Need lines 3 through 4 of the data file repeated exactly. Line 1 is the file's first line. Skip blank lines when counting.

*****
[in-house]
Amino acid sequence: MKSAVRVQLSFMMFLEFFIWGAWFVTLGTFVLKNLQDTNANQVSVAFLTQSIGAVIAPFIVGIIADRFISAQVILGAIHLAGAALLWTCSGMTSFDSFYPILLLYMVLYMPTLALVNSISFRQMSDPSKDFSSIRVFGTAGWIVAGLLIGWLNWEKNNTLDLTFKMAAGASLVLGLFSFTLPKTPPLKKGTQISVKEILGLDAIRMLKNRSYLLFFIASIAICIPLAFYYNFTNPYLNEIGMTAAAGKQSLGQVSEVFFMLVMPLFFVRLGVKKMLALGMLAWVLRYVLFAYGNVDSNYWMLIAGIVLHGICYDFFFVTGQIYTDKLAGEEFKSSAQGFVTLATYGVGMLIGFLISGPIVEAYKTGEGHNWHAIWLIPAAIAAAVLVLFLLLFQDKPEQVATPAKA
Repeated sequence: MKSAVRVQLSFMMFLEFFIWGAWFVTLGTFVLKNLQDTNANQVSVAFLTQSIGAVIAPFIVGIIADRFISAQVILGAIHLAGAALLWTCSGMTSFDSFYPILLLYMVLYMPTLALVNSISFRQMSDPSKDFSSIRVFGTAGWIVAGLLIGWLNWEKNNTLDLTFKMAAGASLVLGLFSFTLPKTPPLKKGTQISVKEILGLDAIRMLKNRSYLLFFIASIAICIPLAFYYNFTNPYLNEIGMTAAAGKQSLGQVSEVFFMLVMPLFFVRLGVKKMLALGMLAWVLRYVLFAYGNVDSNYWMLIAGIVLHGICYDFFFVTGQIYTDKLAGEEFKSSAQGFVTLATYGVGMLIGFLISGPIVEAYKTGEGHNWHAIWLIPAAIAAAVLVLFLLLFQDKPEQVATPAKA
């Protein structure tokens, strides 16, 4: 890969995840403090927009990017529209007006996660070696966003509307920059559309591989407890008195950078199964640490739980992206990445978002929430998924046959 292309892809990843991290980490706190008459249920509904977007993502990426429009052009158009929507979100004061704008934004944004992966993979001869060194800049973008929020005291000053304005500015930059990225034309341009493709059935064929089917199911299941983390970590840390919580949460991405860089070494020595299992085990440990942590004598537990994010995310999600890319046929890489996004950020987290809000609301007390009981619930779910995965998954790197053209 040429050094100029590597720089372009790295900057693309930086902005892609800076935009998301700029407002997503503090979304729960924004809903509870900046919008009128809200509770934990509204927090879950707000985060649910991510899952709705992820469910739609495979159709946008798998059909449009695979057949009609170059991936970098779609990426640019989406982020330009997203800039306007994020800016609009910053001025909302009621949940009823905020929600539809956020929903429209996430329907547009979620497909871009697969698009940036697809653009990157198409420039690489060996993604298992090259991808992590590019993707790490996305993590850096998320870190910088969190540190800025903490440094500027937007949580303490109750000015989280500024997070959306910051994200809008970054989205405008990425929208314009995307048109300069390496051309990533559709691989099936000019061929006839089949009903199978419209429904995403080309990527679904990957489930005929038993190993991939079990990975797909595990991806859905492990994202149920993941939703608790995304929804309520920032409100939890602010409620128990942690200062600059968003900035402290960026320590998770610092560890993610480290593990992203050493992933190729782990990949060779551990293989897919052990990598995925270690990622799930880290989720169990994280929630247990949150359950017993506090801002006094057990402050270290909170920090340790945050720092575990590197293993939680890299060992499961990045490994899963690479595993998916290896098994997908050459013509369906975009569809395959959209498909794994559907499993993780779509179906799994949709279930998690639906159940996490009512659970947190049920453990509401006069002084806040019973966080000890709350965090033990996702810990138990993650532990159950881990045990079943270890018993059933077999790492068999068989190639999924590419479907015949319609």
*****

Repeated sequence: MKSAVRVQLSFMMFLEFFIWGAWFVTLGTFVLKNLQDTNANQVSVAFLTQSIGAVIAPFIVGIIADRFISAQVILGAIHLAGAALLWTCSGMTSFDSFYPILLLYMVLYMPTLALVNSISFRQMSDPSKDFSSIRVFGTAGWIVAGLLIGWLNWEKNNTLDLTFKMAAGASLVLGLFSFTLPKTPPLKKGTQISVKEILGLDAIRMLKNRSYLLFFIASIAICIPLAFYYNFTNPYLNEIGMTAAAGKQSLGQVSEVFFMLVMPLFFVRLGVKKMLALGMLAWVLRYVLFAYGNVDSNYWMLIAGIVLHGICYDFFFVTGQIYTDKLAGEEFKSSAQGFVTLATYGVGMLIGFLISGPIVEAYKTGEGHNWHAIWLIPAAIAAAVLVLFLLLFQDKPEQVATPAKA
């Protein structure tokens, strides 16, 4: 890969995840403090927009990017529209007006996660070696966003509307920059559309591989407890008195950078199964640490739980992206990445978002929430998924046959 292309892809990843991290980490706190008459249920509904977007993502990426429009052009158009929507979100004061704008934004944004992966993979001869060194800049973008929020005291000053304005500015930059990225034309341009493709059935064929089917199911299941983390970590840390919580949460991405860089070494020595299992085990440990942590004598537990994010995310999600890319046929890489996004950020987290809000609301007390009981619930779910995965998954790197053209 040429050094100029590597720089372009790295900057693309930086902005892609800076935009998301700029407002997503503090979304729960924004809903509870900046919008009128809200509770934990509204927090879950707000985060649910991510899952709705992820469910739609495979159709946008798998059909449009695979057949009609170059991936970098779609990426640019989406982020330009997203800039306007994020800016609009910053001025909302009621949940009823905020929600539809956020929903429209996430329907547009979620497909871009697969698009940036697809653009990157198409420039690489060996993604298992090259991808992590590019993707790490996305993590850096998320870190910088969190540190800025903490440094500027937007949580303490109750000015989280500024997070959306910051994200809008970054989205405008990425929208314009995307048109300069390496051309990533559709691989099936000019061929006839089949009903199978419209429904995403080309990527679904990957489930005929038993190993991939079990990975797909595990991806859905492990994202149920993941939703608790995304929804309520920032409100939890602010409620128990942690200062600059968003900035402290960026320590998770610092560890993610480290593990992203050493992933190729782990990949060779551990293989897919052990990598995925270690990622799930880290989720169990994280929630247990949150359950017993506090801002006094057990402050270290909170920090340790945050720092575990590197293993939680890299060992499961990045490994899963690479595993998916290896098994997908050459013509369906975009569809395959959209498909794994559907499993993780779509179906799994949709279930998690639906159940996490009512659970947190049920453990509401006069002084806040019973966080000890709350965090033990996702810990138990993650532990159950881990045990079943270890018993059933077999790492068999068989190639999924590419479907015949319609």